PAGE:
The commission itself had considerable internal conflicts of interest in its makeup. The team included Peter Daszak, head of the EcoHealth Alliance, a non-governmental organization that aims to protect health and ecosystems. In any serious investigation of a possible laboratory accident, Daszak would rank among the main suspects, because for many years the American worked together with the Chinese virologist Shi Zheng-Li. Supported by American funding that Daszak helped to source, Shi Zheng-Li was researching the coronaviruses found in bats; he captured them in the nearby caves and brought them to the Wuhan Institute of Virology over a period of 15 years. The aim of the project was first to clarify the origin of the SARS 1 pandemic and then to find out as much as possible about other potentially dangerous coronaviruses. So, the question arises: could the honorable intention to prevent a pandemic have been the trigger for the one we are now experiencing?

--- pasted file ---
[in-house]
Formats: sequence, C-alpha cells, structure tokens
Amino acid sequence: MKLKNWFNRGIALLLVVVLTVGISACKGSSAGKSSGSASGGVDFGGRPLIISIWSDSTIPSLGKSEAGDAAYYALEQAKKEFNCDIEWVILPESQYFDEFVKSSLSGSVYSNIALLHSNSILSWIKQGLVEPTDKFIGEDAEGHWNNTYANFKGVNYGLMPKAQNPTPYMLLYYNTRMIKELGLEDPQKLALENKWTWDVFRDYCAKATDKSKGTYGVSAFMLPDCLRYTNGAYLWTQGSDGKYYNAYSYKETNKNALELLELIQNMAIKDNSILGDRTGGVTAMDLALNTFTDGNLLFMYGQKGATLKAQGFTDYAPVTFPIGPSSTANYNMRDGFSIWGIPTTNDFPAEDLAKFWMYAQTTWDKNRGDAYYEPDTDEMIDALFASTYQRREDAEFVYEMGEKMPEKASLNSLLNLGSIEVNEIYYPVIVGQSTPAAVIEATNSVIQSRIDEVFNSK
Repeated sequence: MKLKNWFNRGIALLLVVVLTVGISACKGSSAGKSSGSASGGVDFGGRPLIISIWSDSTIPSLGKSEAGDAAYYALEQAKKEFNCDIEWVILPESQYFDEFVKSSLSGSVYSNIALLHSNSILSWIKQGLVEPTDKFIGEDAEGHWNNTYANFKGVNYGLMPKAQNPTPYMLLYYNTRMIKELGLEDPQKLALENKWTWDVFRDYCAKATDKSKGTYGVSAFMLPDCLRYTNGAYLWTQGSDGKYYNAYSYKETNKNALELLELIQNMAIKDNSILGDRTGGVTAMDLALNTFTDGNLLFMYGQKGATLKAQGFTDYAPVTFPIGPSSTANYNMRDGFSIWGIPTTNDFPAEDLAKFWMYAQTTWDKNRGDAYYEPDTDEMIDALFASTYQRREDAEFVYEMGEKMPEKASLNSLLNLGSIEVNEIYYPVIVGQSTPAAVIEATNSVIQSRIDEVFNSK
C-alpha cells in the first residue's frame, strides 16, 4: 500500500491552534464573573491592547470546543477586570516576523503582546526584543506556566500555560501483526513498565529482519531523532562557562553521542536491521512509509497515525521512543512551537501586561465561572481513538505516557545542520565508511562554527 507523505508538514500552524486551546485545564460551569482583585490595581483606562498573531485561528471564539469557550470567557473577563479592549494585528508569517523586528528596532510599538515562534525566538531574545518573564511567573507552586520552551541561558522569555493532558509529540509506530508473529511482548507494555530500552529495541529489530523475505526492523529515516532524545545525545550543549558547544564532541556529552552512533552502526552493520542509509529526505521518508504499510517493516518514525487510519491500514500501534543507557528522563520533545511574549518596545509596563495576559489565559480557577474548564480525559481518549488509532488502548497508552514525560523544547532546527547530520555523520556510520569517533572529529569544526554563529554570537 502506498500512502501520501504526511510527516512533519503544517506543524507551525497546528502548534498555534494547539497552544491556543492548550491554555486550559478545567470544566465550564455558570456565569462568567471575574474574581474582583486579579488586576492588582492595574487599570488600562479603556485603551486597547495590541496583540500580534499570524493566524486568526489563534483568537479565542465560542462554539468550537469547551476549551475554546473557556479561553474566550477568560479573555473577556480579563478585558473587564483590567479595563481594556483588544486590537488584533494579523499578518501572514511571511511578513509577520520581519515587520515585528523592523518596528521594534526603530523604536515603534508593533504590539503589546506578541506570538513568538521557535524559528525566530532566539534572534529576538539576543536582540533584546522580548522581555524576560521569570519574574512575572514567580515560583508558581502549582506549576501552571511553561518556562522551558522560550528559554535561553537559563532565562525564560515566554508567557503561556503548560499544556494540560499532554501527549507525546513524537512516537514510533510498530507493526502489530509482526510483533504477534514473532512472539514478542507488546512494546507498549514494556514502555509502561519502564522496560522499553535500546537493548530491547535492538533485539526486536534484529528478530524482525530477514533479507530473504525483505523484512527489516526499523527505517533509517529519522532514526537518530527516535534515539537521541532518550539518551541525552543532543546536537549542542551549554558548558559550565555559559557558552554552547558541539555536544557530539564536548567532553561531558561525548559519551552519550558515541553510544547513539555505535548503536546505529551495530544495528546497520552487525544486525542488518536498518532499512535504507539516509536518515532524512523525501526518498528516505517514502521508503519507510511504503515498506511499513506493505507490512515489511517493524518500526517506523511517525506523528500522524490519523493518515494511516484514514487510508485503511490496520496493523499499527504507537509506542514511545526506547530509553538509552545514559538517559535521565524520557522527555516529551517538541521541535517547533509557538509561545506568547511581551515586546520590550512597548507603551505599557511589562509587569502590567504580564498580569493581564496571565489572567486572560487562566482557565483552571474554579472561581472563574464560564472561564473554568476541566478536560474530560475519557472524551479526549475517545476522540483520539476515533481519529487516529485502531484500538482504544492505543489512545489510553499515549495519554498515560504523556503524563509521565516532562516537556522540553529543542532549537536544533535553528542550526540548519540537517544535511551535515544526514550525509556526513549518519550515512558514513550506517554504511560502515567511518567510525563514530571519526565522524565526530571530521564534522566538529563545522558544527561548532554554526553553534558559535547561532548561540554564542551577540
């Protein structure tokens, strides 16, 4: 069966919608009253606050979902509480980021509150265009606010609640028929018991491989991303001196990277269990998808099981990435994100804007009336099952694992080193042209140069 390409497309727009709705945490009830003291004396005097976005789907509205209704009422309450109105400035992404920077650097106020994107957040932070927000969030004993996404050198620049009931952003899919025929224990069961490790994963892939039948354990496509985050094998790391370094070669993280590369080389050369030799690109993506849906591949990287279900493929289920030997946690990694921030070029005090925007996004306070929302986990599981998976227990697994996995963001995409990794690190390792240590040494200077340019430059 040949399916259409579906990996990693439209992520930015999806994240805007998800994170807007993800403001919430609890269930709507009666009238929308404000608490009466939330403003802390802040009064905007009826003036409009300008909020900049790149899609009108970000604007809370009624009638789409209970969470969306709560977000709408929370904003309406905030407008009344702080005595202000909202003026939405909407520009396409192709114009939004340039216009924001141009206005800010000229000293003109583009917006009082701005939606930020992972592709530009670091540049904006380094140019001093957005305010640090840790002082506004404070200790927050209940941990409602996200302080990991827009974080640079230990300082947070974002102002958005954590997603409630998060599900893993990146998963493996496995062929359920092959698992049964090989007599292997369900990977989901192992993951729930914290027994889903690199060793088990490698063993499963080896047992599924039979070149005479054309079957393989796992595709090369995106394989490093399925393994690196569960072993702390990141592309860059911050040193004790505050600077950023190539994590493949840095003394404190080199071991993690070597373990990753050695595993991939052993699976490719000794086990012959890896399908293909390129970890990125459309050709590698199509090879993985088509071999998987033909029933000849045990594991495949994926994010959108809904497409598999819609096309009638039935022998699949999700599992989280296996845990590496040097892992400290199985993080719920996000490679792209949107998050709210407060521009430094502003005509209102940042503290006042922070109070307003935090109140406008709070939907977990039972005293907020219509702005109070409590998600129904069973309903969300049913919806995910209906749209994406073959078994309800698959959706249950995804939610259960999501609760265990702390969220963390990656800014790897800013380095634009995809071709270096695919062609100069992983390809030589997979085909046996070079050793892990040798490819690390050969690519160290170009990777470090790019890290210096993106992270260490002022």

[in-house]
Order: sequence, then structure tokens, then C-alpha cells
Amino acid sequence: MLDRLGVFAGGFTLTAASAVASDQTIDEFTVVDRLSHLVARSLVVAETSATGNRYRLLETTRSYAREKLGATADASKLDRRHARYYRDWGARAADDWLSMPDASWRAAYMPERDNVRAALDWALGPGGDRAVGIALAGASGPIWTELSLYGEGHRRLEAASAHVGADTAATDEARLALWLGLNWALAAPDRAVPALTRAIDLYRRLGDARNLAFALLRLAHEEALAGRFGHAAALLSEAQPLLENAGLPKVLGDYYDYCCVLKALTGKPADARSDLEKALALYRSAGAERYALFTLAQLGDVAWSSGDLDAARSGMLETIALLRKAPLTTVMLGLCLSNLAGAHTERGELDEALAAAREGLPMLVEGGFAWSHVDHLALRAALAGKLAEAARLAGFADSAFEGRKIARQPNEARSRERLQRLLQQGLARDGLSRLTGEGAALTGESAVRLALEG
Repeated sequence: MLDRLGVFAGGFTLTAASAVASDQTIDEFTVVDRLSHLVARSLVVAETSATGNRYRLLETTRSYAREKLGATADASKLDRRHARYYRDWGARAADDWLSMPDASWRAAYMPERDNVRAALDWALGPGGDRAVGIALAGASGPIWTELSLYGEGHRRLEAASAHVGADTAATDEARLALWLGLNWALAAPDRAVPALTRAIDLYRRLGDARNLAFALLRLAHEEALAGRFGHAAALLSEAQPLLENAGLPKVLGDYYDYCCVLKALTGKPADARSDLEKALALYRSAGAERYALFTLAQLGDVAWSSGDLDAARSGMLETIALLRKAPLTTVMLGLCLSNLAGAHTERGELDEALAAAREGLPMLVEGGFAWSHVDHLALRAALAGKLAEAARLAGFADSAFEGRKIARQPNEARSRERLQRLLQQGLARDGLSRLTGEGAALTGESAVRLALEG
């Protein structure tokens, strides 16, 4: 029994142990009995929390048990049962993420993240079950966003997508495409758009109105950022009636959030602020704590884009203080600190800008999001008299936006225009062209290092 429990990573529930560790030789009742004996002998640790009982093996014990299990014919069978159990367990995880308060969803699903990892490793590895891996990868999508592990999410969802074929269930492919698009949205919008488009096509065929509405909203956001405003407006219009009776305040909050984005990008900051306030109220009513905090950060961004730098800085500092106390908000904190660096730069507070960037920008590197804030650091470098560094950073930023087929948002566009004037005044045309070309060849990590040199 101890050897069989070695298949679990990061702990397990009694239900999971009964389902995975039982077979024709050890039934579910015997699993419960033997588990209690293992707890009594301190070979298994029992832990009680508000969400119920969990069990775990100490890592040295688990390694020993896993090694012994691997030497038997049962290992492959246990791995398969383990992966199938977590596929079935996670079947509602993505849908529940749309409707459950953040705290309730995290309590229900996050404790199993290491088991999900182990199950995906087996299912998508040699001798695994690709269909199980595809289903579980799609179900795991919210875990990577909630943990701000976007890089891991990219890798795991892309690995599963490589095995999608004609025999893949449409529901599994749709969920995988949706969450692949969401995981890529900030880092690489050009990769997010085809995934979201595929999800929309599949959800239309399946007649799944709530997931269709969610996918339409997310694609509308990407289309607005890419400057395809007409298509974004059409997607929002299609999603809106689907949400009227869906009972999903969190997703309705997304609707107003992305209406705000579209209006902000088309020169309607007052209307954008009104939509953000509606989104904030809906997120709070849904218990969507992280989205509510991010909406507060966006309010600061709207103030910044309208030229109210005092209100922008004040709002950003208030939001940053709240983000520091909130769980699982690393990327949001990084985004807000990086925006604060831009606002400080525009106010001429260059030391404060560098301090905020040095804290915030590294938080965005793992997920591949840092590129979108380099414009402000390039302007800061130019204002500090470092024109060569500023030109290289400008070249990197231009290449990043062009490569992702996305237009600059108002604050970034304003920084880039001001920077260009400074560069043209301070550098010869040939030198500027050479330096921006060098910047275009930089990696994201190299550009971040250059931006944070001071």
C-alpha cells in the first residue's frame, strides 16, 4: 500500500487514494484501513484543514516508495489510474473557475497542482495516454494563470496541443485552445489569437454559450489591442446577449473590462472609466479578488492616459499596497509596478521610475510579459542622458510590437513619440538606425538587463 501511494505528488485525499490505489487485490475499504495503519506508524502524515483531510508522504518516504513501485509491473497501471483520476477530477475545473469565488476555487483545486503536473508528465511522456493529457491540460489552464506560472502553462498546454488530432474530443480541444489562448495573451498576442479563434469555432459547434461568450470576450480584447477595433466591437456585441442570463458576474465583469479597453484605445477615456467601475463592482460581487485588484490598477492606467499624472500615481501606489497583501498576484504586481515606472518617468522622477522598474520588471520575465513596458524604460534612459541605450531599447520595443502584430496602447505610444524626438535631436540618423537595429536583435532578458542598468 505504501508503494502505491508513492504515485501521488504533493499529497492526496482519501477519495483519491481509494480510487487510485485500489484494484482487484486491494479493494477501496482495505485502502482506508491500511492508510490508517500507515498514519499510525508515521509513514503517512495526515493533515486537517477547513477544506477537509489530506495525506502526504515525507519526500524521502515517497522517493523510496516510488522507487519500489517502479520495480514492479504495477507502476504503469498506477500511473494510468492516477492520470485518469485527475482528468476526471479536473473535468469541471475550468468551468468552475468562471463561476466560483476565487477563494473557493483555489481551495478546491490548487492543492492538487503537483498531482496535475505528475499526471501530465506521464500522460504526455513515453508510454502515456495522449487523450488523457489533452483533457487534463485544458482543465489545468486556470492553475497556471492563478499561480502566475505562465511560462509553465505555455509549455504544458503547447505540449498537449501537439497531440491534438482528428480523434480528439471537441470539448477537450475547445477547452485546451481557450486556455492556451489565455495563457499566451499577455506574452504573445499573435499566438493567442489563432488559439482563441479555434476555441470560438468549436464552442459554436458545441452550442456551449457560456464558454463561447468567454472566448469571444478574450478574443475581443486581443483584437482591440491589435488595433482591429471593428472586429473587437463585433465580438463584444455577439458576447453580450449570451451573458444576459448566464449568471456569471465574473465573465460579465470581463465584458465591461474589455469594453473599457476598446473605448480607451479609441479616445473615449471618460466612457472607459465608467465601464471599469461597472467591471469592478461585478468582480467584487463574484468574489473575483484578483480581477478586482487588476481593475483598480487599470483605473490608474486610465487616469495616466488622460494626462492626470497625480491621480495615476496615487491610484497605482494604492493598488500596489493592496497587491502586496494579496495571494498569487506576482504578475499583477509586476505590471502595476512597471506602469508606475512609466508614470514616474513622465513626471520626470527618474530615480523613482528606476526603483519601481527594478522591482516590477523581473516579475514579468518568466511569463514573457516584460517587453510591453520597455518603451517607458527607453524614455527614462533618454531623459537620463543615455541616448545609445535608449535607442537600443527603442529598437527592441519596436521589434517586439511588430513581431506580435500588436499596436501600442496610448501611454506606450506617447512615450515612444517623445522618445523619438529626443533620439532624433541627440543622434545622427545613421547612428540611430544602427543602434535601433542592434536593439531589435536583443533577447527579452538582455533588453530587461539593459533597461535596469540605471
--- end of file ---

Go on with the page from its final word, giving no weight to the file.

The theory of a laboratory accident is given added credence by the fact that the pandemic started in Wuhan. There is a general consensus that SARS-CoV-2 will originally have developed in horseshoe bats, a species widespread in Southeast Asia. But where did the virus make the crossover to a human or an intermediate host? At first, suspicion fell on a wild animal market in Wuhan. A conspicuously large number of the early patients had spent time there. However, further investigations revealed that there were also many patients among the early cases that had no connection to the animal market. The origin of the pandemic must therefore lie elsewhere. Wuhan is an ultra-modern metropolis, and it therefore unlikely that its inhabitants naturally come into contact with bats. She Zheng-Li found the closest relative of the SARS-CoV-2 virus in a mine in the southern province of Yunnan – 1,500 kilometers from Wuhan. This is only 86% identical to the novel coronavirus, meaning that decades of separate evolution have elapsed between the two viruses. However, it is conceivable that “patient zero” became infected with SARS-CoV-2 there or at some other location in China before traveling to Wuhan and spreading the virus in the city. However, there is a catch: if a virus jumps from one species to another, it can hardly happen overnight by a single change in the genome. Although an initial mutation can make the transition possible, the virus will at first be poorly adapted to the new host. Many further adaptations are necessary before a virus becomes so contagious that it can trigger a pandemic. In the case of SARS 1, which embarked on a short career as a pandemic in 2002, it has been possible to trace the many transformative steps, some of which involved viverrids as intermediate hosts. Traces of any such adaptation are missing for the SARS-CoV-2 virus. The genetic sequences recorded in the first patients at the end of 2019 are remarkably uniform.